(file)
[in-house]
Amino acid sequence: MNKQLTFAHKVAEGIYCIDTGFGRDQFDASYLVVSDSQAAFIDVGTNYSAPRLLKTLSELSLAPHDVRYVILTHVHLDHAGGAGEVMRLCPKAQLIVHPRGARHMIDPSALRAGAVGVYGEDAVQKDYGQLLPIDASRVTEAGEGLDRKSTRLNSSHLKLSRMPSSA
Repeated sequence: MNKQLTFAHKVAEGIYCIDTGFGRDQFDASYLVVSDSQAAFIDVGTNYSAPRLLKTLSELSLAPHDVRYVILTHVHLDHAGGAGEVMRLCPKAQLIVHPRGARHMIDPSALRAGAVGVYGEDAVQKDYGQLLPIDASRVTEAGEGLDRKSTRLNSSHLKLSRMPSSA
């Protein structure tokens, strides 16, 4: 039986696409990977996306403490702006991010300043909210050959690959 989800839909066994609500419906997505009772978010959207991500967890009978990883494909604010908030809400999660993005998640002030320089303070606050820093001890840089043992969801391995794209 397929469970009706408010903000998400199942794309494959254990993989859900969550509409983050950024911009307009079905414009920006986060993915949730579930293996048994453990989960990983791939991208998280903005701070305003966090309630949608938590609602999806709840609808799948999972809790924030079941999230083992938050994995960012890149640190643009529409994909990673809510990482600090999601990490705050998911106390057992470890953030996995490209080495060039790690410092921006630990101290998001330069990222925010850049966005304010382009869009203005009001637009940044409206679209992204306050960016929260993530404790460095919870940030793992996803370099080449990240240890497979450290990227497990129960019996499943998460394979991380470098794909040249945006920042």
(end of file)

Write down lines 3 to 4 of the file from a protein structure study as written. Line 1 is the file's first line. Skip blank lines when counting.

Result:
Repeated sequence: MNKQLTFAHKVAEGIYCIDTGFGRDQFDASYLVVSDSQAAFIDVGTNYSAPRLLKTLSELSLAPHDVRYVILTHVHLDHAGGAGEVMRLCPKAQLIVHPRGARHMIDPSALRAGAVGVYGEDAVQKDYGQLLPIDASRVTEAGEGLDRKSTRLNSSHLKLSRMPSSA
């Protein structure tokens, strides 16, 4: 039986696409990977996306403490702006991010300043909210050959690959 989800839909066994609500419906997505009772978010959207991500967890009978990883494909604010908030809400999660993005998640002030320089303070606050820093001890840089043992969801391995794209 397929469970009706408010903000998400199942794309494959254990993989859900969550509409983050950024911009307009079905414009920006986060993915949730579930293996048994453990989960990983791939991208998280903005701070305003966090309630949608938590609602999806709840609808799948999972809790924030079941999230083992938050994995960012890149640190643009529409994909990673809510990482600090999601990490705050998911106390057992470890953030996995490209080495060039790690410092921006630990101290998001330069990222925010850049966005304010382009869009203005009001637009940044409206679209992204306050960016929260993530404790460095919870940030793992996803370099080449990240240890497979450290990227497990129960019996499943998460394979991380470098794909040249945006920042």